Recipe for a Healthy Marriage Relationship for Parents
Settling down is just step one. Real wedded bliss takes hard work, time and attention – especially with kids in the mix. Here are key ingredients.
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1 tablespoon (or more) spice
As it turns out, passionate marriages don't hinge on what happens in the bedroom. There are several ways to revive your passionate feelings toward your partner.
First, you can try out something new – whether it's taking a dancing class together or dining at a new Thai restaurant. Mixing up your regular schedule can also trigger romance. Surprise your spouse at her office or offer him breakfast in bed, just because.
One technique that Orbuch has found works well for her clients, which is based on several multiple psychological studies, is helping your brain associate an arousing activity (other than sex!) with your partner, which then in turn can lead to greater physical intimacy. Here's how it works: Say riding a roller coaster revs up your heart rate. Taking that thrill ride with your partner will make your brain associate your partner as the source of the arousing feelings.
Dr. Orbuch explains: "You are, in a sense, fooling your brain chemistry." Not an amusement park fan? From feel-good activities like exercise or hiking to adrenaline-pumping scary movies, by combining the activity with spouse time, you're likely to have more success reconnecting when it comes to physical intimacy.
A pinch of affirmation for all
Even though Orbuch's research found that men shun relationship talk, one of her key findings is that they crave affected affirmation. In other words, simple acts and kind expressions reassure your partner that you care.
But women tend to receive this type of positive feedback on a regular basis whereas men don't. Think of all the positive comments that women exchange daily – "I like your shoes," "Your hair looks great today," "Thanks for bringing that by; you made my day." Men don't tend to receive as much positive feedback, but they still need it.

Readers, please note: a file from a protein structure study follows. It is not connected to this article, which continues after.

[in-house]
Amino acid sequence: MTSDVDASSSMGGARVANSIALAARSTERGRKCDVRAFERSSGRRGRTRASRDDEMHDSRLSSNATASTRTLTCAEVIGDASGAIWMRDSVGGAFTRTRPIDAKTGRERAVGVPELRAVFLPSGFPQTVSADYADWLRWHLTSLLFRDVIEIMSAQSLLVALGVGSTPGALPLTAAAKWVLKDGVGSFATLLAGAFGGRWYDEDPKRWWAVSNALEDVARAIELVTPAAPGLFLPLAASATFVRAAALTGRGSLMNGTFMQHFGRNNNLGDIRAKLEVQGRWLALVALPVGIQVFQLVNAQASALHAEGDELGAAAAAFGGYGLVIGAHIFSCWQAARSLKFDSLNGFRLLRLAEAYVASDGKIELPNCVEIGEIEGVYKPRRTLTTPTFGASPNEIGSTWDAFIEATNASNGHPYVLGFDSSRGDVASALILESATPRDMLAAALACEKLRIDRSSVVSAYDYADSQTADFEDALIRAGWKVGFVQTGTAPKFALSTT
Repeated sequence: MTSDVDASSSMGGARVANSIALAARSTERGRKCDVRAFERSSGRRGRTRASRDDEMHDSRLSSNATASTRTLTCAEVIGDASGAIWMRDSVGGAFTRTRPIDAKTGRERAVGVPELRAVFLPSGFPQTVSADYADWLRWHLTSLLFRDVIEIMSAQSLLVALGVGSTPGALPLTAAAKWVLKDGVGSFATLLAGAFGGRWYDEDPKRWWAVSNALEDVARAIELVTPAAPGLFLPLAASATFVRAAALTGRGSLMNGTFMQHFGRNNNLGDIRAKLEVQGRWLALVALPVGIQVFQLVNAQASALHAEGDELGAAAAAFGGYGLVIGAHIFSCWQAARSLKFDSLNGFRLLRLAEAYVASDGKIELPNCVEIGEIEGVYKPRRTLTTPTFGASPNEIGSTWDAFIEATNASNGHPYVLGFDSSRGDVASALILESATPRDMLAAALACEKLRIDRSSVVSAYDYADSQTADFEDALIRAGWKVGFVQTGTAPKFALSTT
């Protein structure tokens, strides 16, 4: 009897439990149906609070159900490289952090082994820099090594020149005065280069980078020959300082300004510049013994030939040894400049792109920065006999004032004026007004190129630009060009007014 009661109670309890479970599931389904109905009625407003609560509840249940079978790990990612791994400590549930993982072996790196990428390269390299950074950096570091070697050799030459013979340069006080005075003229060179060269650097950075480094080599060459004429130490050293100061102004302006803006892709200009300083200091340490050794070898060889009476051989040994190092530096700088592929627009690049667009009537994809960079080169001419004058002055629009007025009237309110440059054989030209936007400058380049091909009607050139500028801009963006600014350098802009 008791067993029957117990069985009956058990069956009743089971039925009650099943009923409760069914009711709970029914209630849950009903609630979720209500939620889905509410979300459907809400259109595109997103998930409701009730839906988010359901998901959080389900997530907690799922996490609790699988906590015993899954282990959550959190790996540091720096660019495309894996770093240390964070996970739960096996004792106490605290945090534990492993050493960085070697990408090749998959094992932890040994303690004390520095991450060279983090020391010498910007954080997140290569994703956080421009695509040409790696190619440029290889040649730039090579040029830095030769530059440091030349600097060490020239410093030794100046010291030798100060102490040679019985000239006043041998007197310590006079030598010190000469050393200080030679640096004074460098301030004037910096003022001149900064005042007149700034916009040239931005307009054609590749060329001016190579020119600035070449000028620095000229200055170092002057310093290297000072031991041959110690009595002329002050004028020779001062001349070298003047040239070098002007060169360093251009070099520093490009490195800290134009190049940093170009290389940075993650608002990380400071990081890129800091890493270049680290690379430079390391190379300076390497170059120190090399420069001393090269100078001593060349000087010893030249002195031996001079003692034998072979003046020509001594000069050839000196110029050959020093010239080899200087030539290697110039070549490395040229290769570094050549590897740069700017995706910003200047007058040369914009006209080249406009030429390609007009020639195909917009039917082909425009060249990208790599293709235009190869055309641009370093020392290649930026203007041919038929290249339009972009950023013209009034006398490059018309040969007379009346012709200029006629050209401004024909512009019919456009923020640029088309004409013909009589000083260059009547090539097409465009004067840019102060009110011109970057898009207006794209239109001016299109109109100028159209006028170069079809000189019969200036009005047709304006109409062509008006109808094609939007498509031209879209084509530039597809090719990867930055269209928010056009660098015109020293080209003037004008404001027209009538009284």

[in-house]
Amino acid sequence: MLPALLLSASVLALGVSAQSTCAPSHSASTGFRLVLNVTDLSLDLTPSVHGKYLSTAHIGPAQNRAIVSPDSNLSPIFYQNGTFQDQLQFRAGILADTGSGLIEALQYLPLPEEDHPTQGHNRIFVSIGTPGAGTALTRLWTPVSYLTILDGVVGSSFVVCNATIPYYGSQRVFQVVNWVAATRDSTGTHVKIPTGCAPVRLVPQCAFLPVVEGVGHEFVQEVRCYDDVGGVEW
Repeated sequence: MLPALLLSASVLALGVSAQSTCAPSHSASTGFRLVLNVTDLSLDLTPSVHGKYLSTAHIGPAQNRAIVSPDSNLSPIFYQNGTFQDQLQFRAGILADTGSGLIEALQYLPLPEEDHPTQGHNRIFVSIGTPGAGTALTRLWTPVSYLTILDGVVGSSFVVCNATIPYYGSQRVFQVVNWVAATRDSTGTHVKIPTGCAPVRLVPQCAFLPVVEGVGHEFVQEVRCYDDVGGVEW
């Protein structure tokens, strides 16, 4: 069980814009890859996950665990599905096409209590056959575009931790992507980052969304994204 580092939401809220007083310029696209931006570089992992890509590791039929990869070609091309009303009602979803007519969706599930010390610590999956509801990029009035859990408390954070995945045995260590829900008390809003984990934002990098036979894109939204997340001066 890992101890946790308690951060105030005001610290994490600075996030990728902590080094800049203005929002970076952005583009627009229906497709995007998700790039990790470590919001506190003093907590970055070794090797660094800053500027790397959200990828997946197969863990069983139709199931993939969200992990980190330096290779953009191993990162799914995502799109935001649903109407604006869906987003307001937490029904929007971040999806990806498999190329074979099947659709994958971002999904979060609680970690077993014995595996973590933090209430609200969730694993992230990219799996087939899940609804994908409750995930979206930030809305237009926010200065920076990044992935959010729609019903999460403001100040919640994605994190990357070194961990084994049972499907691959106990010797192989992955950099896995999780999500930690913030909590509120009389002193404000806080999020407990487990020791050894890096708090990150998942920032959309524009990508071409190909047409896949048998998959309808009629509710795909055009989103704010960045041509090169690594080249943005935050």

In happy marriages, both partners offer affected affirmation. Orbuch recalls that when she first came upon this finding, she called her own husband to let him know how much she appreciated him. For couples, she suggests using phrases that go beyond "I love you" – phrases like "You are my best friend," "I would still choose you" and "I've noticed you've been doing such-and-such around the house."
Orbuch says that, according to her study results, men who reported not receiving affected affirmation from their wives were two times less likely to say they were happy and two times more likely to divorce over time.
Mix with care
Any baker knows that the real difference between a successful and unsuccessful outcome is often a result of what goes beyond the recipe. Take cheesecake, for instance. Cracks, dryness are all the signs of overcooked, poorly crafted cake.
To avoid a crack, cooks need to make sure all their ingredients are at room temperature before they begin, that the eggs are beaten for at least five minutes, that the oven door is left ajar after baking for an hour before removing the cake pan. So many small steps go into making the cheesecake a standout dessert. And so it is with marriage. If you overlook small things, you might end up with a crack up.
"You often hear that couples 'shouldn't sweat the small stuff,' when just the opposite is true," says Orbuch. "Serious challenges like the death of a loved one, or job loss, actually brought couples closer together – but small, perceived slights gradually turn a relationship sour.
"'He doesn't put the dishes in the dishwasher' or 'He never visits my mother' can accumulate over time if they're not addressed and become 'He never listens to me,' which then turns into 'He doesn't respect me or our marriage.'"
By talking about issues when they come up, instead of letting them go, chances are your relationship will be a success – sweet, strong and crack-free.